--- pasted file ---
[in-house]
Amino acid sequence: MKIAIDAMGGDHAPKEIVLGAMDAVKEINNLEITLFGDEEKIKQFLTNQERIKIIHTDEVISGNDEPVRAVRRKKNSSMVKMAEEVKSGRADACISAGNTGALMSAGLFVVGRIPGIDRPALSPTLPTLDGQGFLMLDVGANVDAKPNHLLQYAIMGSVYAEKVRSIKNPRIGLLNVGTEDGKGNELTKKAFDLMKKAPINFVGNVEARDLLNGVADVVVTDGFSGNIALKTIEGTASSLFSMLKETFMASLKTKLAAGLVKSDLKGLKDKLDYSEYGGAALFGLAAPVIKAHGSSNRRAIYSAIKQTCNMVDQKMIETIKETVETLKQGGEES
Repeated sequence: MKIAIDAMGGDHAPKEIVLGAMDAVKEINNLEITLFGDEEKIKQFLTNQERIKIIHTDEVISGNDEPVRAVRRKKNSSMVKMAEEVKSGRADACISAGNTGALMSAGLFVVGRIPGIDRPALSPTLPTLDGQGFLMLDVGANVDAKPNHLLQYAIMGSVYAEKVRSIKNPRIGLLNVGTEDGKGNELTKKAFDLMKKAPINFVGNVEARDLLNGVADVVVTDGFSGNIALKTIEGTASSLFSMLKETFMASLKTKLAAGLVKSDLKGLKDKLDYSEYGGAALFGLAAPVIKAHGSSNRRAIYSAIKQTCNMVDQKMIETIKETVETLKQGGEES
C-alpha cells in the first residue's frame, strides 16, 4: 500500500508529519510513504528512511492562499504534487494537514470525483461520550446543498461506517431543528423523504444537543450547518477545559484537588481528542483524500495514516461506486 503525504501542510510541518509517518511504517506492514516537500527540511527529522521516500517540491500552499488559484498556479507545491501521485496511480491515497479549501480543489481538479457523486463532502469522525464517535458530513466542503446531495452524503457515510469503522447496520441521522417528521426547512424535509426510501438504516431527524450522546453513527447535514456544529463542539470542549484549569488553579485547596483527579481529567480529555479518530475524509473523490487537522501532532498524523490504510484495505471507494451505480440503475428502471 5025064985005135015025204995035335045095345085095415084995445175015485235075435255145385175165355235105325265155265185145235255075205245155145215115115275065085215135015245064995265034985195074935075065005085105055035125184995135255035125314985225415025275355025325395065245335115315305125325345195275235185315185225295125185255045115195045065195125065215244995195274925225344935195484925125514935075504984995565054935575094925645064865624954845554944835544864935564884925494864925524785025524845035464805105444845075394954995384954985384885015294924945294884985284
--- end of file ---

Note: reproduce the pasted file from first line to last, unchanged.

[in-house]
Amino acid sequence: MKIAIDAMGGDHAPKEIVLGAMDAVKEINNLEITLFGDEEKIKQFLTNQERIKIIHTDEVISGNDEPVRAVRRKKNSSMVKMAEEVKSGRADACISAGNTGALMSAGLFVVGRIPGIDRPALSPTLPTLDGQGFLMLDVGANVDAKPNHLLQYAIMGSVYAEKVRSIKNPRIGLLNVGTEDGKGNELTKKAFDLMKKAPINFVGNVEARDLLNGVADVVVTDGFSGNIALKTIEGTASSLFSMLKETFMASLKTKLAAGLVKSDLKGLKDKLDYSEYGGAALFGLAAPVIKAHGSSNRRAIYSAIKQTCNMVDQKMIETIKETVETLKQGGEES
Repeated sequence: MKIAIDAMGGDHAPKEIVLGAMDAVKEINNLEITLFGDEEKIKQFLTNQERIKIIHTDEVISGNDEPVRAVRRKKNSSMVKMAEEVKSGRADACISAGNTGALMSAGLFVVGRIPGIDRPALSPTLPTLDGQGFLMLDVGANVDAKPNHLLQYAIMGSVYAEKVRSIKNPRIGLLNVGTEDGKGNELTKKAFDLMKKAPINFVGNVEARDLLNGVADVVVTDGFSGNIALKTIEGTASSLFSMLKETFMASLKTKLAAGLVKSDLKGLKDKLDYSEYGGAALFGLAAPVIKAHGSSNRRAIYSAIKQTCNMVDQKMIETIKETVETLKQGGEES
C-alpha cells in the first residue's frame, strides 16, 4: 500500500508529519510513504528512511492562499504534487494537514470525483461520550446543498461506517431543528423523504444537543450547518477545559484537588481528542483524500495514516461506486 503525504501542510510541518509517518511504517506492514516537500527540511527529522521516500517540491500552499488559484498556479507545491501521485496511480491515497479549501480543489481538479457523486463532502469522525464517535458530513466542503446531495452524503457515510469503522447496520441521522417528521426547512424535509426510501438504516431527524450522546453513527447535514456544529463542539470542549484549569488553579485547596483527579481529567480529555479518530475524509473523490487537522501532532498524523490504510484495505471507494451505480440503475428502471 5025064985005135015025204995035335045095345085095415084995445175015485235075435255145385175165355235105325265155265185145235255075205245155145215115115275065085215135015245064995265034985195074935075065005085105055035125184995135255035125314985225415025275355025325395065245335115315305125325345195275235185315185225295125185255045115195045065195125065215244995195274925225344935195484925125514935075504984995565054935575094925645064865624954845554944835544864935564884925494864925524785025524845035464805105444845075394954995384954985384885015294924945294884985284